Interleukin-1 family members in the retina of streptozotocin-injected rats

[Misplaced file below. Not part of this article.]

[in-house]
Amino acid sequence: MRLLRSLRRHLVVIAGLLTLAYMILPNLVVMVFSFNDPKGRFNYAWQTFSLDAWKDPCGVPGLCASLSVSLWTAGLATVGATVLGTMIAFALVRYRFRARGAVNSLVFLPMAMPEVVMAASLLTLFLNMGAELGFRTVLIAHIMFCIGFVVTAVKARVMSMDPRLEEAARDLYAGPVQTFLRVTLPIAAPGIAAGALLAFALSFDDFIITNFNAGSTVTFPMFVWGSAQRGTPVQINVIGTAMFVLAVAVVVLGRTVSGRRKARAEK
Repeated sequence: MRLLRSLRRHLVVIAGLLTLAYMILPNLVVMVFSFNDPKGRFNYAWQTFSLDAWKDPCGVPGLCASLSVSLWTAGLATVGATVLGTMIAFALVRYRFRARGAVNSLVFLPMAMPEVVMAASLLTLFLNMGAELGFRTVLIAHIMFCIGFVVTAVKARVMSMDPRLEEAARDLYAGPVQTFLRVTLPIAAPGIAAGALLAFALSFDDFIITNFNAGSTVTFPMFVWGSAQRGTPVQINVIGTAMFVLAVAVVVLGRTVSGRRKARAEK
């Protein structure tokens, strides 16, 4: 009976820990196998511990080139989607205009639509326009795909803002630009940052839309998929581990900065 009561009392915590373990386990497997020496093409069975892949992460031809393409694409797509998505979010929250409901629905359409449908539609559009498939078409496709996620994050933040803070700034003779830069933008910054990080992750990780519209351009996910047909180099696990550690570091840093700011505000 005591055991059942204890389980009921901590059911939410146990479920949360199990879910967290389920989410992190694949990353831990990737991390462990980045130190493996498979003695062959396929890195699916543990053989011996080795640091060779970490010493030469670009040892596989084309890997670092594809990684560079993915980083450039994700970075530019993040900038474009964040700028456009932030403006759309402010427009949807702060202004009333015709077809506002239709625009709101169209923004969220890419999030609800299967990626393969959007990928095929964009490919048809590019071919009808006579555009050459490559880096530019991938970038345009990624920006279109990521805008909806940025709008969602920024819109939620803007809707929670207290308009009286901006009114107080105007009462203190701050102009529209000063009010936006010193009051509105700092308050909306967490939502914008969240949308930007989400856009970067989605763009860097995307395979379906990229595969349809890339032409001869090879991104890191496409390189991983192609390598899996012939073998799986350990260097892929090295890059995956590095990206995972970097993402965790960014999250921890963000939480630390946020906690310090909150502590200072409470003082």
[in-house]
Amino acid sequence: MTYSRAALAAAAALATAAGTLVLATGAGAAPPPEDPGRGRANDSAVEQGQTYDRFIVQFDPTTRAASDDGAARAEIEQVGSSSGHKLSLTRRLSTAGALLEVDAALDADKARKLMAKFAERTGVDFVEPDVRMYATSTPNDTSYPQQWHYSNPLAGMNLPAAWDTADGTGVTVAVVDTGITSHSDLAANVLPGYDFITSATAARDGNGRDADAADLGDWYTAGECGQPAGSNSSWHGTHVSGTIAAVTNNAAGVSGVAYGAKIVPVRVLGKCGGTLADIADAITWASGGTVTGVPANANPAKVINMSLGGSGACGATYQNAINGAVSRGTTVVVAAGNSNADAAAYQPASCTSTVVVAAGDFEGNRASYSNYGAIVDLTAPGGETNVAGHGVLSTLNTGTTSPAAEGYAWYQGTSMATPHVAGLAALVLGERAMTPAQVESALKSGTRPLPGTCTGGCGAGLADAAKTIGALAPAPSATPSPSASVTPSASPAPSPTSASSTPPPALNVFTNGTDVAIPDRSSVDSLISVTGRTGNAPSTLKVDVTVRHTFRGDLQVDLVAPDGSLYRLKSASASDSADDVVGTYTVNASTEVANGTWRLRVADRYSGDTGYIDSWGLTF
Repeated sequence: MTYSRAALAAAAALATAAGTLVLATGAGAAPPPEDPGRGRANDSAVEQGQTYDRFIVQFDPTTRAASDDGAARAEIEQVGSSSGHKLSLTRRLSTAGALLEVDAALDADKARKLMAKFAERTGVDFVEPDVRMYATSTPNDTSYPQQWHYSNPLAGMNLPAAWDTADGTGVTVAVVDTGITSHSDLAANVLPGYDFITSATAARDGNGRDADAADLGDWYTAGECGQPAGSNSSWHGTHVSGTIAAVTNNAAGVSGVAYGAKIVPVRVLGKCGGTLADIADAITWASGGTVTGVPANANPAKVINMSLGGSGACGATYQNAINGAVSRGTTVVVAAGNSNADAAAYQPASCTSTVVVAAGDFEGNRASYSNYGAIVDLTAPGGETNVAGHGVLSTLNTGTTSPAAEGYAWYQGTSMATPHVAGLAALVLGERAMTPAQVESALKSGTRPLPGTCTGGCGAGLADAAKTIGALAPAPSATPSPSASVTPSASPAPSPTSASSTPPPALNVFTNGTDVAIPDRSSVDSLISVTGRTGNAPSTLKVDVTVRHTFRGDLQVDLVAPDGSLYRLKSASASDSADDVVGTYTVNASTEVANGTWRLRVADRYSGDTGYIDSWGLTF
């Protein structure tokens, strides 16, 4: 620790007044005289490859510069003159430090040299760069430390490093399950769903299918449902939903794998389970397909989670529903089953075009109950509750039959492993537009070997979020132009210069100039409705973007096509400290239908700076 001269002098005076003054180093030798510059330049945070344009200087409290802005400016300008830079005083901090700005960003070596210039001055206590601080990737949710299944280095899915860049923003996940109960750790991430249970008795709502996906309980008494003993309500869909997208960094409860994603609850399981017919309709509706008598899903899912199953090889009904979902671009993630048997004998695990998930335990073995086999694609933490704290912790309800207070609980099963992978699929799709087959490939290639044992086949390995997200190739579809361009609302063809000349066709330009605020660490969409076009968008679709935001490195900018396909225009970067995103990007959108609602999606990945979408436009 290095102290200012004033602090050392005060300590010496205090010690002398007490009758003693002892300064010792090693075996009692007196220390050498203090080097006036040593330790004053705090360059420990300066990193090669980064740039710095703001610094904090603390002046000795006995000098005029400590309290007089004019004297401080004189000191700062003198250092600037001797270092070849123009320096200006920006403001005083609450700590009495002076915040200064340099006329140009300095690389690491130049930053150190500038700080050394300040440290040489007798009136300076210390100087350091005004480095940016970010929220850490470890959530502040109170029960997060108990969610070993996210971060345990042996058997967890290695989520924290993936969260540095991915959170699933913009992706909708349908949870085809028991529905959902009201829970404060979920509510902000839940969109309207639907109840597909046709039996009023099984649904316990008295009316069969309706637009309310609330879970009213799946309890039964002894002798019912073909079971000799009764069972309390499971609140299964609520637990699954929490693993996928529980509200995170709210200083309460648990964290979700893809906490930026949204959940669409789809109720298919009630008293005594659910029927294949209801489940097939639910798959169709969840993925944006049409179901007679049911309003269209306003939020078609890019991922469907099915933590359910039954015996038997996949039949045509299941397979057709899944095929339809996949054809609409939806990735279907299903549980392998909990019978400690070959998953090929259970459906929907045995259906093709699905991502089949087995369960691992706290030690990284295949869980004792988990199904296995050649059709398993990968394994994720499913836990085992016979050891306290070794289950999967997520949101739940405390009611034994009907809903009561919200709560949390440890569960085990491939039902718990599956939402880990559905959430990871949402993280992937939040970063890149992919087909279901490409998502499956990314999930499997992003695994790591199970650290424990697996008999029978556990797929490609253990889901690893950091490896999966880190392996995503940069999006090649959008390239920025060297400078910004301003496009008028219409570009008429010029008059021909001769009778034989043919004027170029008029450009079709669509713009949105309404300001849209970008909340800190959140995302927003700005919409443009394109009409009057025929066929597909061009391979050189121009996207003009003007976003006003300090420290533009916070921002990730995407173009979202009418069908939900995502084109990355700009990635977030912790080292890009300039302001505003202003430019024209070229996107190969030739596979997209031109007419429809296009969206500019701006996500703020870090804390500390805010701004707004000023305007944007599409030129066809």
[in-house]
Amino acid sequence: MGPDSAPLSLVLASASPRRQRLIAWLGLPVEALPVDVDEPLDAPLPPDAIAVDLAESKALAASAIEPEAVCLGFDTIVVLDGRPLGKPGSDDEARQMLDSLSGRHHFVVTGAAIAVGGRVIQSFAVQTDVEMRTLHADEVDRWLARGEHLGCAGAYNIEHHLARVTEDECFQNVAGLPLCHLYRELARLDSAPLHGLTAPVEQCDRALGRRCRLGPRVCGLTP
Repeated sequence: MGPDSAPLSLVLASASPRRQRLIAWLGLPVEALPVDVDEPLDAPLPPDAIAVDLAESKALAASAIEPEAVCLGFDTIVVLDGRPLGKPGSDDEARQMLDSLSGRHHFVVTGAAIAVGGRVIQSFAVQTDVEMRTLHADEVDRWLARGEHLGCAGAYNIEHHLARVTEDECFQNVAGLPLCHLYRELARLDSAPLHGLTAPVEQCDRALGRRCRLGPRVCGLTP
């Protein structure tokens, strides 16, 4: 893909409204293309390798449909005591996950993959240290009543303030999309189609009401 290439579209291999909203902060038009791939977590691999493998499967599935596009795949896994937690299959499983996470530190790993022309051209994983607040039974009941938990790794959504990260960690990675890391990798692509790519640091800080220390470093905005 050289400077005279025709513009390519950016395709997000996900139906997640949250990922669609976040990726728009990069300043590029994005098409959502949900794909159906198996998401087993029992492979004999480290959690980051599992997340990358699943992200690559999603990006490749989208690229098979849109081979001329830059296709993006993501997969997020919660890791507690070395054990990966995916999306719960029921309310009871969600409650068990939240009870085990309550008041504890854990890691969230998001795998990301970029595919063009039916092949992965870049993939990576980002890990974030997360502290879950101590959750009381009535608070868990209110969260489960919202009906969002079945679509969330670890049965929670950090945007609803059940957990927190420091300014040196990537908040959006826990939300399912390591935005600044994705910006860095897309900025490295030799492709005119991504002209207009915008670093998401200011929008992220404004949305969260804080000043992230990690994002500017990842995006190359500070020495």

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Diabetic retinopathy (DR) is one of the most common complications of diabetes. It has been demonstrated that pro-inflammatory cytokines are increased in diabetic retina, including interleukin-1β (IL-1β) (Joussen et al., 2001), suggesting that this cytokine might play an important role in the pathogenesis of DR (Kowluru and Odenbach, 2004). The principal components of the IL-1 family are two secreted factors, IL-1α and IL-1β, two transmembrane receptors (IL-1RI and IL-1RII), and a natural antagonist receptor of IL-1 function (IL-1Ra). To date the molecular mechanisms mediated by IL-1 family members in DR have not been fully characterized. In the present study, to explore the role of IL-1, we analyzed the expression and distribution of IL-1α and IL-1β and relative receptors in a model in vivo of DR. Diabetes was induced in adult rats by intraperitoneal injection of streptozotocin (60 mg/kg). Protein expression and distribution of IL-1 members and relative receptors were analyzed in retinas of nondiabetic and diabetic rats three weeks after induction of diabetes by Western blot and confocal microscopy analyses. Hyperglycemia induced a significant increased in IL-1β protein expression levels and distribution as compared to nondiabetic animals. Specifically, IL-1β retinal immunoreactivity was found not only in the rod and cone layer (RCL), but also in the outer plexiform layer (OPL), inner plexiform (IPL) and in the ganglion cell layer (GCL) of diabetic rats. IL-1α transcription levels were unchanged in the retinas of both animal groups. Consistent with expression studies, IL-1α localization did not differ between diabetic and nondiabetic rats. IL-1RI, IL-1RII and IL-1Ra expression was significantly increased in the retina of diabetic rats when compared to controls. Accordingly, IL-1RI positiveness was thoroughly increased in all retinal layers of diabetic rats, while no evident changes were apparent for IL-1RII, which was localized in the RCL layer and in outer nuclear layer (ONL) of both diabetic and nondiabetic rats. These finding point to IL-1 family members as key elements in the pro-inflammatory cascade after hyperglycemia-induced retinal damage, and therefore support the implementation of novel therapeutic strategies aimed at reducing IL-1 production for the treatment of DR.